The regulatory standards would ensure that external complaints bodies are accessible, accountable, impartial and independent and that they discharge their functions and perform their activities in a transparent, effective, timely and cooperative manner. Building on this, the proposed regulations set specific standards on:

Accessibility – Consumers would be guaranteed that complaint handling is easily accessible and available at no cost.

  • Consumers would be provided with services across Canada in both official languages.
  • External complaints bodies would be required to accept any bank or authorized foreign bank for membership.
  • Banks would be obligated to inform consumers and the public of the name and contact information of their external complaints body.

Accountability – External complaints bodies would be accountable to consumers, banks and the FCAC.

  • Once a year external complaints bodies would undertake a consultation with consumers and member banks that have used their services to determine satisfaction with the level of service. These consultations would be publically available.
  • There would be regular reporting to the FCAC.

Independence – Consumers would be provided with an independent and impartial hearing for their complaint.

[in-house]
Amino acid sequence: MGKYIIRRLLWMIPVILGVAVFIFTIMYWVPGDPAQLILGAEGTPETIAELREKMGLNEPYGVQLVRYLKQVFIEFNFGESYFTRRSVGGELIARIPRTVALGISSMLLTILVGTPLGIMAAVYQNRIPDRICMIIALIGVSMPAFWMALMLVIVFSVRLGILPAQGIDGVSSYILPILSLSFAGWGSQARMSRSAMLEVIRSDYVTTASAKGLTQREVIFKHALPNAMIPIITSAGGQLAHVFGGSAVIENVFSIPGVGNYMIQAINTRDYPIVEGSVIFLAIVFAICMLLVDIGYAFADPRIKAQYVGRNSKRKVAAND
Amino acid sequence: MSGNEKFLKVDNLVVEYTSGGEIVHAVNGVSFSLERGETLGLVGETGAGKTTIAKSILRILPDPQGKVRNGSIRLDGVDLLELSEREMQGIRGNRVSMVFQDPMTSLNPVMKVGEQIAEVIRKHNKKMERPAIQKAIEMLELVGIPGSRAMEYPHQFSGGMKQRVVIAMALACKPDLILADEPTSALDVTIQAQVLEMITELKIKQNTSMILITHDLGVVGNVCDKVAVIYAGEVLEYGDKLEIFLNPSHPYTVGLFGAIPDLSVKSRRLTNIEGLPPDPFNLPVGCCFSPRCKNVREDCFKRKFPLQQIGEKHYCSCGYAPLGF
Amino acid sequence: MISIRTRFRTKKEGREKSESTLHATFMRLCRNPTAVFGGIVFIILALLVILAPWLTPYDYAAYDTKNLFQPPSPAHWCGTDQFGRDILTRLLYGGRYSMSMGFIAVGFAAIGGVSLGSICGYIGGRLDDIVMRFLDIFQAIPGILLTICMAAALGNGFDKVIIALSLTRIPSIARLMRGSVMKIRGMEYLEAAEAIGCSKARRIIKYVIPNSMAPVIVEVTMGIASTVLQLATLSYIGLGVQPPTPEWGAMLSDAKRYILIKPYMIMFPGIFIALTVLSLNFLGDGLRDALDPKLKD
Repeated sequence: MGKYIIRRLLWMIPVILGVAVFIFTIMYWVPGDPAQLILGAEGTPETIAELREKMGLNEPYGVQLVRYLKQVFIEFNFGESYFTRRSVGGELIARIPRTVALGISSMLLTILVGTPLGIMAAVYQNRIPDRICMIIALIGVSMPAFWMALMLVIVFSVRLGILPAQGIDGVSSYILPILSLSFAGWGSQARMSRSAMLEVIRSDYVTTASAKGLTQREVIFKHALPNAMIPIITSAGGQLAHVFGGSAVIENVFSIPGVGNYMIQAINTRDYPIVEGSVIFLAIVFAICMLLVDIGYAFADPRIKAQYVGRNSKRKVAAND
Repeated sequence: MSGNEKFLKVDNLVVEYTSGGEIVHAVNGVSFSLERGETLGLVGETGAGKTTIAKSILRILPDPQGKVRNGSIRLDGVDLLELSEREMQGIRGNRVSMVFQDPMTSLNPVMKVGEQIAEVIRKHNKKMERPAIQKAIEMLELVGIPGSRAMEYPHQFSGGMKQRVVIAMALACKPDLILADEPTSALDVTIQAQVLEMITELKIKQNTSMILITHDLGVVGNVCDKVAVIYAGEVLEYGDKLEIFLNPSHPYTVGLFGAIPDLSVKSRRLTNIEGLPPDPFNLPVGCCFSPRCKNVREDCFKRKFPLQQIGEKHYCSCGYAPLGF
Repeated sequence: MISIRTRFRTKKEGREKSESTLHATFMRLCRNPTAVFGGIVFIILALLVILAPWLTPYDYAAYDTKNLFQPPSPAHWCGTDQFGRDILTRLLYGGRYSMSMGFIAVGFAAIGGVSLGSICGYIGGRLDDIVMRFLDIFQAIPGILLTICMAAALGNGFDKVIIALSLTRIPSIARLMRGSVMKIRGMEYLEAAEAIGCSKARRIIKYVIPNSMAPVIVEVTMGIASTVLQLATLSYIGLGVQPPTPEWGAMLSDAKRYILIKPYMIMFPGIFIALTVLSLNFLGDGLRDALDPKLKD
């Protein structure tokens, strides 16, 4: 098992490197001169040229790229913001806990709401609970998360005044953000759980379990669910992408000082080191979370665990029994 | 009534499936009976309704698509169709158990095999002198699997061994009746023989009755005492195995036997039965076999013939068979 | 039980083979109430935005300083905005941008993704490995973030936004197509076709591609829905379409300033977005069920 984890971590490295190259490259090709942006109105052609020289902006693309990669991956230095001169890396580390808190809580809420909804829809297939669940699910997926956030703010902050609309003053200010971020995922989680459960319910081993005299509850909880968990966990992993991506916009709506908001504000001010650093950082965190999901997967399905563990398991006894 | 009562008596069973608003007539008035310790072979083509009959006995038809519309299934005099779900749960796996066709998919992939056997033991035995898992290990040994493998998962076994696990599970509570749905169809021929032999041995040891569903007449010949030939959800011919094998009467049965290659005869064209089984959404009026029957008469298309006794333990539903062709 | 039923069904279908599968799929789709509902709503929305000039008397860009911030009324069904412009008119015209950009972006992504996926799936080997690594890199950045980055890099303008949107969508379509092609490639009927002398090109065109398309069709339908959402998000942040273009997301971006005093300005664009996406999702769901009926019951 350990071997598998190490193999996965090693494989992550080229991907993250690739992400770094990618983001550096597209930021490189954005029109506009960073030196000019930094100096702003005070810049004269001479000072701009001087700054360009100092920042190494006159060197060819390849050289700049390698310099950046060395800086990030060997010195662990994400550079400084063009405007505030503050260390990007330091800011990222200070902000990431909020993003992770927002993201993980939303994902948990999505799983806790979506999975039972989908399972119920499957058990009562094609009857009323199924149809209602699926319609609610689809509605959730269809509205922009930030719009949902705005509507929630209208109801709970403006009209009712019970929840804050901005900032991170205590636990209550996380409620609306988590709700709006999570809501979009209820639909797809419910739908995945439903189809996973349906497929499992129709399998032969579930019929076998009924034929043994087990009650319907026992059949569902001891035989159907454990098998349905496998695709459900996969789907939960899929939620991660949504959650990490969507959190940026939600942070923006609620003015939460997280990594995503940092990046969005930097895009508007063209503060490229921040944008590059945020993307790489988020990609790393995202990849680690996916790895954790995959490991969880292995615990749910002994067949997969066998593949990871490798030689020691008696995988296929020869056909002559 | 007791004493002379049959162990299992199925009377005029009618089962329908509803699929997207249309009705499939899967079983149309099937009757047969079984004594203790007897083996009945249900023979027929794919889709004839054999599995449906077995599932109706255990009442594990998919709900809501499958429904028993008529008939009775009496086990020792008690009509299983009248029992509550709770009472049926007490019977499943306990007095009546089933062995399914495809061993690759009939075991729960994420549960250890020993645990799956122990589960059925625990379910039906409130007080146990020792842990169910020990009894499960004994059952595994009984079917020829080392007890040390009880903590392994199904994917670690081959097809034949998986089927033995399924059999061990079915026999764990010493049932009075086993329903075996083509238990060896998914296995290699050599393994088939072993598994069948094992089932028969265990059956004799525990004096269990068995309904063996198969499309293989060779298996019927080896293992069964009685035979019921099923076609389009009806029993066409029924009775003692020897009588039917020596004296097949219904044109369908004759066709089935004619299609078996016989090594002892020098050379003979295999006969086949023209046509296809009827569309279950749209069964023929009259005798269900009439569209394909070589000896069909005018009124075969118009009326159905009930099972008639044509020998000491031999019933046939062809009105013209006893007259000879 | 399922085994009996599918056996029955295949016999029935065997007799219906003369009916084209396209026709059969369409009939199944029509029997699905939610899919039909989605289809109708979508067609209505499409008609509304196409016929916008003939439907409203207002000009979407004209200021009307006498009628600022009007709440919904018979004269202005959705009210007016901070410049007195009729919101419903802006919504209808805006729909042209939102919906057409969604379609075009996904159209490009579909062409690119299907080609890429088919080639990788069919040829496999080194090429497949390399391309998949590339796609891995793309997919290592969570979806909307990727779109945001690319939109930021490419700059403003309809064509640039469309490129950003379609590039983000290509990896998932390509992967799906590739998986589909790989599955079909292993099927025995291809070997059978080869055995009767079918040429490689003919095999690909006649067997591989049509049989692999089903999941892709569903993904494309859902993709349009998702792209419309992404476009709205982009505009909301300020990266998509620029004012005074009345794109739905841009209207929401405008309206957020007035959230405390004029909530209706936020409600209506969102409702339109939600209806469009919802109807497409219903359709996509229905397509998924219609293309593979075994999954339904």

• Every person who acts on the behalf of the external complaints body in connection with a complaint is impartial and independent of the parties to the complaint.

Transparency – Transparent information on external complaints bodies will allow consumers and stakeholders to compare the effectiveness of the external complaints bodies.

  • External complaints bodies would make information available to the public on their operations, membership and funding.
  • There would be a third-party evaluation, overseen by the Commissioner of the FCAC, every five years with the results publically available.

Effectiveness – Consumers and the resolution of complaints would be the focus for all external complaints bodies.

  • Terms of reference for external complaints bodies would be publically available.
  • External complaints bodies would concentrate on their role in resolving individual complaints.
  • External complaints bodies would notify the FCAC of systemic issues leaving the role of investigation to the FCAC.
  • The FCAC would supervise the compliance of external complaints bodies with the proposed regulations.

Timeliness – Consumers would see complaints resolved in a timelier manner than current industry practice.

  • Complaints would be resolved within 120 days compared to the current industry standard of 180 days.
  • A new standard would be introduced requiring that if a consumer has a complaint that is not covered by the mandate of the external complaints body, the consumer will be notified within 30 days.

Cooperativeness – Banks and external complaints bodies would be expected to cooperate so that the process works well.

  • When a member changes external complaints bodies, the proposed regulations would require all files and information be transferred without delay and the consumer be notified immediately of the change.